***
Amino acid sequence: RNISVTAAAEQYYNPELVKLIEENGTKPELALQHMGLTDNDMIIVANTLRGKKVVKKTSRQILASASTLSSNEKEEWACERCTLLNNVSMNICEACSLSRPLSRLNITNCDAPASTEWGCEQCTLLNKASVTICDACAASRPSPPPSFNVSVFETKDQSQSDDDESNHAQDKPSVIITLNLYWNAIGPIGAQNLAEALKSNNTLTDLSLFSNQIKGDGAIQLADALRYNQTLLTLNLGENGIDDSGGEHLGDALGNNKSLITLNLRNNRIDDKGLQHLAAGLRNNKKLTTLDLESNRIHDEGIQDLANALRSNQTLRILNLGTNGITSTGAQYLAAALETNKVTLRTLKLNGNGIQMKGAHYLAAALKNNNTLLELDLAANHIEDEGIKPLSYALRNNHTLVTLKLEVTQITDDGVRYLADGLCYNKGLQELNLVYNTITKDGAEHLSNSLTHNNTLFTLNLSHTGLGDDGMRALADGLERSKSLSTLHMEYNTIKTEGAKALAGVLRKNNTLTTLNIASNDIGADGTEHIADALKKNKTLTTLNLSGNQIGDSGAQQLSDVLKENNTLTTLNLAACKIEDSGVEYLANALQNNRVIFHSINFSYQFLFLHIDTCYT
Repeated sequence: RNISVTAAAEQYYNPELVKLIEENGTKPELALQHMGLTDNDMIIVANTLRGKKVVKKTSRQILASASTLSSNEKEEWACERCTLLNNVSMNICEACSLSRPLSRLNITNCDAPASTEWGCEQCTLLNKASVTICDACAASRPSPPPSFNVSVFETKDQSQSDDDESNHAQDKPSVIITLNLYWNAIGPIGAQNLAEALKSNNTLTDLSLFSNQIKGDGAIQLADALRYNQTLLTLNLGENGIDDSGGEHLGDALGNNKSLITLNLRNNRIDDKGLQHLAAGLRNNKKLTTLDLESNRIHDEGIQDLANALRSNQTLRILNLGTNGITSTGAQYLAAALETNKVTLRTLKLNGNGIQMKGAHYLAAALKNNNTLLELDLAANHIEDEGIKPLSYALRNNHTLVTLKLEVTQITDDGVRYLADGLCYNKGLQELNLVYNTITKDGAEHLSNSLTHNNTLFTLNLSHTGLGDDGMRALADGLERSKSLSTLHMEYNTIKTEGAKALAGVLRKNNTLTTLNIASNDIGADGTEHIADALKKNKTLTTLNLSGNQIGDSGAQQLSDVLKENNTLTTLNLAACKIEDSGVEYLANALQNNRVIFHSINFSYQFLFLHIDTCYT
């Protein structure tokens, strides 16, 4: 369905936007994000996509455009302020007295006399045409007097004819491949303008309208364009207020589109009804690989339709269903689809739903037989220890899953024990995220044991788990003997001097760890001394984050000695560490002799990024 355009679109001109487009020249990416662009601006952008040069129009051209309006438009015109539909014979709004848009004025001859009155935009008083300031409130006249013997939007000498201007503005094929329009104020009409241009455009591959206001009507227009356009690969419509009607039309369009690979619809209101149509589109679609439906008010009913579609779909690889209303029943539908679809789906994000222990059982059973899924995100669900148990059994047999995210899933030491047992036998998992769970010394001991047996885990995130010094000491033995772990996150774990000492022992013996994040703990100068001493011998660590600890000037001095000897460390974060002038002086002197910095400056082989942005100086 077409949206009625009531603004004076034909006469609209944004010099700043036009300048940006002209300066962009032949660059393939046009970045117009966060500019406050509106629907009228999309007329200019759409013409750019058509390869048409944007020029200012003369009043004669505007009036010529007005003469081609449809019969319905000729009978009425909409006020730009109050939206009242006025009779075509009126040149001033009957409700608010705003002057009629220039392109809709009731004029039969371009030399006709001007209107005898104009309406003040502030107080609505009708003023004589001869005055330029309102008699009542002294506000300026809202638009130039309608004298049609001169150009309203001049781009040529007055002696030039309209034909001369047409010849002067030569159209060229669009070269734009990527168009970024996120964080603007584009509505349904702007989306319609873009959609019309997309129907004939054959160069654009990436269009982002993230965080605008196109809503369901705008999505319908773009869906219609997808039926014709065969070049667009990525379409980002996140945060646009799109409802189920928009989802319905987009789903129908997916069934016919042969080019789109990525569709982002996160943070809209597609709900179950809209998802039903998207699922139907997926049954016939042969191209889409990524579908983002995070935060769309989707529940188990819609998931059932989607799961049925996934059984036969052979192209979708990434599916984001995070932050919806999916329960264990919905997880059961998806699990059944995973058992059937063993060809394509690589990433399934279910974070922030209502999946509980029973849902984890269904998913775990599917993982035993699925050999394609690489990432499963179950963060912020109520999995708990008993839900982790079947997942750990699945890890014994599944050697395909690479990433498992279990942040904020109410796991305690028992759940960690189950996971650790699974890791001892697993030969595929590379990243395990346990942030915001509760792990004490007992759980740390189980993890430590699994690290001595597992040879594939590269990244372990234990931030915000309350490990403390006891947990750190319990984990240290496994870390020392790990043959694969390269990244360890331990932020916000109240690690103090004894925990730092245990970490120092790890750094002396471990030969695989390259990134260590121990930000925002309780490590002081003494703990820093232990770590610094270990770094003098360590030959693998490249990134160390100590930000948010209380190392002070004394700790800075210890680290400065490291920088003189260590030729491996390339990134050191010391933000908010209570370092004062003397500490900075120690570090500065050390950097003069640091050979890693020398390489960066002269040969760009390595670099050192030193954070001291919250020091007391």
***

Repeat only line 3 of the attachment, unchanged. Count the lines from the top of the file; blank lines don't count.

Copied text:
């Protein structure tokens, strides 16, 4: 369905936007994000996509455009302020007295006399045409007097004819491949303008309208364009207020589109009804690989339709269903689809739903037989220890899953024990995220044991788990003997001097760890001394984050000695560490002799990024 355009679109001109487009020249990416662009601006952008040069129009051209309006438009015109539909014979709004848009004025001859009155935009008083300031409130006249013997939007000498201007503005094929329009104020009409241009455009591959206001009507227009356009690969419509009607039309369009690979619809209101149509589109679609439906008010009913579609779909690889209303029943539908679809789906994000222990059982059973899924995100669900148990059994047999995210899933030491047992036998998992769970010394001991047996885990995130010094000491033995772990996150774990000492022992013996994040703990100068001493011998660590600890000037001095000897460390974060002038002086002197910095400056082989942005100086 077409949206009625009531603004004076034909006469609209944004010099700043036009300048940006002209300066962009032949660059393939046009970045117009966060500019406050509106629907009228999309007329200019759409013409750019058509390869048409944007020029200012003369009043004669505007009036010529007005003469081609449809019969319905000729009978009425909409006020730009109050939206009242006025009779075509009126040149001033009957409700608010705003002057009629220039392109809709009731004029039969371009030399006709001007209107005898104009309406003040502030107080609505009708003023004589001869005055330029309102008699009542002294506000300026809202638009130039309608004298049609001169150009309203001049781009040529007055002696030039309209034909001369047409010849002067030569159209060229669009070269734009990527168009970024996120964080603007584009509505349904702007989306319609873009959609019309997309129907004939054959160069654009990436269009982002993230965080605008196109809503369901705008999505319908773009869906219609997808039926014709065969070049667009990525379409980002996140945060646009799109409802189920928009989802319905987009789903129908997916069934016919042969080019789109990525569709982002996160943070809209597609709900179950809209998802039903998207699922139907997926049954016939042969191209889409990524579908983002995070935060769309989707529940188990819609998931059932989607799961049925996934059984036969052979192209979708990434599916984001995070932050919806999916329960264990919905997880059961998806699990059944995973058992059937063993060809394509690589990433399934279910974070922030209502999946509980029973849902984890269904998913775990599917993982035993699925050999394609690489990432499963179950963060912020109520999995708990008993839900982790079947997942750990699945890890014994599944050697395909690479990433498992279990942040904020109410796991305690028992759940960690189950996971650790699974890791001892697993030969595929590379990243395990346990942030915001509760792990004490007992759980740390189980993890430590699994690290001595597992040879594939590269990244372990234990931030915000309350490990403390006891947990750190319990984990240290496994870390020392790990043959694969390269990244360890331990932020916000109240690690103090004894925990730092245990970490120092790890750094002396471990030969695989390259990134260590121990930000925002309780490590002081003494703990820093232990770590610094270990770094003098360590030959693998490249990134160390100590930000948010209380190392002070004394700790800075210890680290400065490291920088003189260590030729491996390339990134050191010391933000908010209570370092004062003397500490900075120690570090500065050390950097003069640091050979890693020398390489960066002269040969760009390595670099050192030193954070001291919250020091007391």